On appeal, there was not another trial, instead the three appellate court judges chose to dismiss the charges altogether.

Then, Dr. Naramore's medical license was reinstated.

Later, there was new legislation passed in Kansas that requires a medical review by professionals before small towns can convict physicians of murder for prescribing pain medication.

Ron Holzwarth 6 years ago

There's an error there: Dr. Naramore was convicted of attempted murder, not murder, because his script for morphine was not administered. So, Mrs. Leach lived a few more days.

Ron Holzwarth 6 years ago

But at least, Dr. Naramore wasn't lynched. St. Francis has the dubious distinction of being part of the last lynching in Kansas, on April 19, 1932. Prior to that, there had not been a lynching in Kansas since 1920.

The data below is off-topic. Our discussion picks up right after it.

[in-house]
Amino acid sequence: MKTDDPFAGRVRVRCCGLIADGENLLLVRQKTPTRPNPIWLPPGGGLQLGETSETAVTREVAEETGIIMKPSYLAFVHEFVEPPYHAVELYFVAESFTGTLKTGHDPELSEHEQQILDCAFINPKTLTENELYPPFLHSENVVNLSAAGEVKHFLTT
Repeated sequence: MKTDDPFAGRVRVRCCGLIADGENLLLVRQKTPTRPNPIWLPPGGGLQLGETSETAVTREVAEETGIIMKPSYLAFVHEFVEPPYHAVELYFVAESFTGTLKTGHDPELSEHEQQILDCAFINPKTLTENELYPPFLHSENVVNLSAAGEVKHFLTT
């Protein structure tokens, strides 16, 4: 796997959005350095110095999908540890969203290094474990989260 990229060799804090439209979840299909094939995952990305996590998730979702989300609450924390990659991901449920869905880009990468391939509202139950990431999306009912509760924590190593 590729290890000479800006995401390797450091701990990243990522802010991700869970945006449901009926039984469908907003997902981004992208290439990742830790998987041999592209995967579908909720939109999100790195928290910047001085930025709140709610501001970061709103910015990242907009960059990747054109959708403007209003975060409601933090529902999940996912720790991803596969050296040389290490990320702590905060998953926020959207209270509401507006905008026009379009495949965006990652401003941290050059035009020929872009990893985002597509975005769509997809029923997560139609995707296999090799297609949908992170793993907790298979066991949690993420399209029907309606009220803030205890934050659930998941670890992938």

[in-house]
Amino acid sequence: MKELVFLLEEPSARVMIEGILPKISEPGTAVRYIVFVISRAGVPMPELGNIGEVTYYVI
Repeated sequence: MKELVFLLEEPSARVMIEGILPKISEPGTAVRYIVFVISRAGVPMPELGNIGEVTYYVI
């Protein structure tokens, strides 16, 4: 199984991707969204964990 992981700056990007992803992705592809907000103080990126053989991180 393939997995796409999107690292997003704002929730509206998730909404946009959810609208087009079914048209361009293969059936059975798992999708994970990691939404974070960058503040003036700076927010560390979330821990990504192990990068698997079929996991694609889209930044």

Richard Read was kidnapped from the jail in St. Francis by a mob that encountered no reported resistance from the sheriff, and hanged without a trial.

Crazy_Larry 6 years ago

Let's have a War on Prescription Drugs! Send the jackboots to Rush Limbaugh's house asap. Kick in the door, shoot the dog, and shoot Rush when he attempts to defend himself from the home invaders with a golf club. Make it so!

booyalab 6 years ago

We already have a war on prescription drugs. It's called the FDA.